Has my Bluebeard died?

(Question)

Bought a bluebeard shrub at plant sale 2013 and performed well last fall. So far this year, I see only old twigs. Does this shrub break out later or have I lost this specimen?

(Answer)

 

Caryopteris x clandonensis also known as bluebeard, blue spirea or blue mist, is a low-mounded deciduous shrub that is valued for its aromatic foliage and late summer flowers which are said to resemble clouds of blue smoke or mist. They are slow to leaf out in the spring, so don’t panic if yours looks like a dead twig.  Patience may be needed!

Bluebeard are grown in average, medium, well-drained soil in full sun and prefer loose loam. They will tolerate some drought, but are intolerant of wet, poorly-drained soils. It is recommended to prune stems back hard each year in early spring. Stems will often die to the ground in the cold winters of Zones 5 and 6, with roots surviving to push up new stems in spring. Even in warm winter climates where the stems usually survive winter, it is recommended for gardeners to still prune the plants back hard in early spring to promote vigorous new stem growth. Flowering is unaffected by spring pruning because plants bloom on new growth.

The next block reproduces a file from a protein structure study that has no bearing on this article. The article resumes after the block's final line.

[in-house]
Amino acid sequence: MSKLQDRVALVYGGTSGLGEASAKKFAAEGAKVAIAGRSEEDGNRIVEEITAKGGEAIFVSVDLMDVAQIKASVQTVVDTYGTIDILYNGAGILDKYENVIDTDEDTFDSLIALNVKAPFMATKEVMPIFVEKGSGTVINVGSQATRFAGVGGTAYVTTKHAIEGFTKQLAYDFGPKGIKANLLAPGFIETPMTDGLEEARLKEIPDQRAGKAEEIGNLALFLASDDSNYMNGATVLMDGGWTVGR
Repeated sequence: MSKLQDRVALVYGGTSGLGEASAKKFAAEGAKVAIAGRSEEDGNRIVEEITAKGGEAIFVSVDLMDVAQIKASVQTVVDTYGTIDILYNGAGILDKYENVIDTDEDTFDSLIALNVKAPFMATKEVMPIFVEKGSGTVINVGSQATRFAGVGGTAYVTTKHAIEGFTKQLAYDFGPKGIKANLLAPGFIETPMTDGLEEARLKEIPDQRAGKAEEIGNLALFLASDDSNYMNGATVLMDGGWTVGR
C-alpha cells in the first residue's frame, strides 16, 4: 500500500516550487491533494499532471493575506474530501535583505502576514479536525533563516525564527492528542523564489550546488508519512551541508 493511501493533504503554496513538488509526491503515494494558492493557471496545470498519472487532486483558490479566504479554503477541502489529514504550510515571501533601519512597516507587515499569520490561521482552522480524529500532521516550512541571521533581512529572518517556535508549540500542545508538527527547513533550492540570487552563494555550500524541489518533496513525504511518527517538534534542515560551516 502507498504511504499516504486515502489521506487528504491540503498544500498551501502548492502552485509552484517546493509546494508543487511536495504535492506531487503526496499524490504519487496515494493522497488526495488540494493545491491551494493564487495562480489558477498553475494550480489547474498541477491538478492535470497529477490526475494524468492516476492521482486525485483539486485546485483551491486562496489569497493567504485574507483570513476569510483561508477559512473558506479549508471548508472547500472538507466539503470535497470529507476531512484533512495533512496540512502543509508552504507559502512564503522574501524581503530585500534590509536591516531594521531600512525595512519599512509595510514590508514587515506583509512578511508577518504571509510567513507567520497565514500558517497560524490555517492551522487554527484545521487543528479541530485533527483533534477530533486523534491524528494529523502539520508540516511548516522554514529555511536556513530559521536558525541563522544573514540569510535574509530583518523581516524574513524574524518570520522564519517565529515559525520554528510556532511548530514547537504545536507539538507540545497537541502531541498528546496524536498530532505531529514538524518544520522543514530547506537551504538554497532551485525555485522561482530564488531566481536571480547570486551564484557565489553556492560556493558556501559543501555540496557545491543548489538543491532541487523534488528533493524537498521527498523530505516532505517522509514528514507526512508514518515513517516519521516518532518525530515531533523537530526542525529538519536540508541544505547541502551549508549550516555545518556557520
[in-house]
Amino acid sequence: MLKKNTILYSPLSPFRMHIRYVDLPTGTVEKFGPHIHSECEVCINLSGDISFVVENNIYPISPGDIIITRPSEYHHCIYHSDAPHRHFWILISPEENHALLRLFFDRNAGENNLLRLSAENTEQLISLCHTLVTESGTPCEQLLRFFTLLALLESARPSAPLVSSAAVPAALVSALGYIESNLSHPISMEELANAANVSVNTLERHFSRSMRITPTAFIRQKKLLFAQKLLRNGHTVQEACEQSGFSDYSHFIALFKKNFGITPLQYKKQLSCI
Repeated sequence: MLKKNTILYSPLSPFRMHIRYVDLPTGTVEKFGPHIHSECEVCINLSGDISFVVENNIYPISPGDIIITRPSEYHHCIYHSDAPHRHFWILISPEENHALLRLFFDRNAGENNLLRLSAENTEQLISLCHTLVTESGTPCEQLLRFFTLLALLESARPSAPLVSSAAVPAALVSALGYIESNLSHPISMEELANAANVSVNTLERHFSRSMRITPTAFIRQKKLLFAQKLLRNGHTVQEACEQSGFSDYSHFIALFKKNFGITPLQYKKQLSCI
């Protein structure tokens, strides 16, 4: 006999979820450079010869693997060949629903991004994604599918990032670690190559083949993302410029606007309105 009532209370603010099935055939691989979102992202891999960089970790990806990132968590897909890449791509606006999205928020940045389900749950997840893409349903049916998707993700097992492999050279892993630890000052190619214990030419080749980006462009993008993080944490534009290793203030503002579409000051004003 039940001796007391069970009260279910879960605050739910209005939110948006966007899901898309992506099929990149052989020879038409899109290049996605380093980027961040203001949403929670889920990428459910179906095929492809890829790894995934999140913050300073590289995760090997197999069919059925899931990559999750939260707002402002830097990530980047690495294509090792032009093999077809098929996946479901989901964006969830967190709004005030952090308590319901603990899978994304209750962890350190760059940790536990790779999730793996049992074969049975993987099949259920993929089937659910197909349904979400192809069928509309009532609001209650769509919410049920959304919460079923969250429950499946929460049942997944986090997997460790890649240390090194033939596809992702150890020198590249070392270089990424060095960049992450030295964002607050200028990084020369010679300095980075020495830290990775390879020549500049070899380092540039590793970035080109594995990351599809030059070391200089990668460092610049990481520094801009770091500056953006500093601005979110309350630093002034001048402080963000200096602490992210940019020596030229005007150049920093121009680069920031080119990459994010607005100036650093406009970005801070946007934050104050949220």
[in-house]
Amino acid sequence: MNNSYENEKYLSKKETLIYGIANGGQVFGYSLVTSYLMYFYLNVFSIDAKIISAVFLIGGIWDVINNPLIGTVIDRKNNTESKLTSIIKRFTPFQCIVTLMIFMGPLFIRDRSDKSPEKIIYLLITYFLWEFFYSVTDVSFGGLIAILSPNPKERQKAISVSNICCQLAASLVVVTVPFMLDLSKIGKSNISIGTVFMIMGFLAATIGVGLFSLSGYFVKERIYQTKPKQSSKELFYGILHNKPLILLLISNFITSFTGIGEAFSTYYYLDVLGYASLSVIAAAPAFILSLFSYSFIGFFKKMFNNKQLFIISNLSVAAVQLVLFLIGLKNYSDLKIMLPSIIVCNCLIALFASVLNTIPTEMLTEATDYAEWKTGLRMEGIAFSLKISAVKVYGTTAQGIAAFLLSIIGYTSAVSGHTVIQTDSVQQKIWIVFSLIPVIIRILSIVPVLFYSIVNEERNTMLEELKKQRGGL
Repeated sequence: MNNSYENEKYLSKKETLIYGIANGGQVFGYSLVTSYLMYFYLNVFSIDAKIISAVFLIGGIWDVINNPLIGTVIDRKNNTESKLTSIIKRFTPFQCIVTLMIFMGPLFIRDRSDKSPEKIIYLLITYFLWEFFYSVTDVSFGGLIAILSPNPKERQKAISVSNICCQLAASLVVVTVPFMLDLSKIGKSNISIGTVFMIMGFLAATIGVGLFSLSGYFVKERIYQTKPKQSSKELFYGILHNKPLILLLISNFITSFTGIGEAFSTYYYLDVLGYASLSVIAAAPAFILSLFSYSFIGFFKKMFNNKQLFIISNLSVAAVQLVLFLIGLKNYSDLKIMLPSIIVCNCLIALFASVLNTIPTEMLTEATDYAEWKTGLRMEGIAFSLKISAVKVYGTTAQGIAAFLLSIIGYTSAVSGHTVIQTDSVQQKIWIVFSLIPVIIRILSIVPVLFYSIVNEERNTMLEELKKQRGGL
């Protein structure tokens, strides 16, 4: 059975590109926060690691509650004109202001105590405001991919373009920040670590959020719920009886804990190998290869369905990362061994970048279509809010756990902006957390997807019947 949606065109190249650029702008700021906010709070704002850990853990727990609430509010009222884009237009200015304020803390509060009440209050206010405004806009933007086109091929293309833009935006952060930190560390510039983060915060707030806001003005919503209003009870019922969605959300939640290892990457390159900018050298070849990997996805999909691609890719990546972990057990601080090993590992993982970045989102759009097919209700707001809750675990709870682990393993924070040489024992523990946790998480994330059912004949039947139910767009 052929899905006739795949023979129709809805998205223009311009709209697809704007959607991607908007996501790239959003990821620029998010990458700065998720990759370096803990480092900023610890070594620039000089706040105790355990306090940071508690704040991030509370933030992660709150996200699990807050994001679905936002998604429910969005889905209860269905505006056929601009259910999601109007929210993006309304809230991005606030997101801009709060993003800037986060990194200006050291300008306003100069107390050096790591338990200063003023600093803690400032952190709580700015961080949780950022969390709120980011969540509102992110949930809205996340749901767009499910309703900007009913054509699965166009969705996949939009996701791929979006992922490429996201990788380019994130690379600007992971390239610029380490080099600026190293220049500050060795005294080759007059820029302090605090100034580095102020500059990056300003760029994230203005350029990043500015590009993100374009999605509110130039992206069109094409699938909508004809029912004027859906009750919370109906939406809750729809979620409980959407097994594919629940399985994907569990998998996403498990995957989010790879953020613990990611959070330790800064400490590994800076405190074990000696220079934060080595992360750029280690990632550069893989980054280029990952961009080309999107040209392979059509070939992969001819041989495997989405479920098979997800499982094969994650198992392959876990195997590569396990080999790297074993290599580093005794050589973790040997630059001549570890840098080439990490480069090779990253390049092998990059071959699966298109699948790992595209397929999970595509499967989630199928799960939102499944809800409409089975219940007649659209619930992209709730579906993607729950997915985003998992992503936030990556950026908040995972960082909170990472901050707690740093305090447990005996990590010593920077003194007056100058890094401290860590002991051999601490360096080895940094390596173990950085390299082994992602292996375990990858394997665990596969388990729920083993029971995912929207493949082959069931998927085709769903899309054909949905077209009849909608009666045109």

For more information on spring pruning of caryopteris, see this website:  https://www.michigangardener.com/how-to-prune-caryopteris/

You can find more information about the plant here: https://www.missouribotanicalgarden.org/PlantFinder/PlantFinderDetails.aspx?kempercode=b900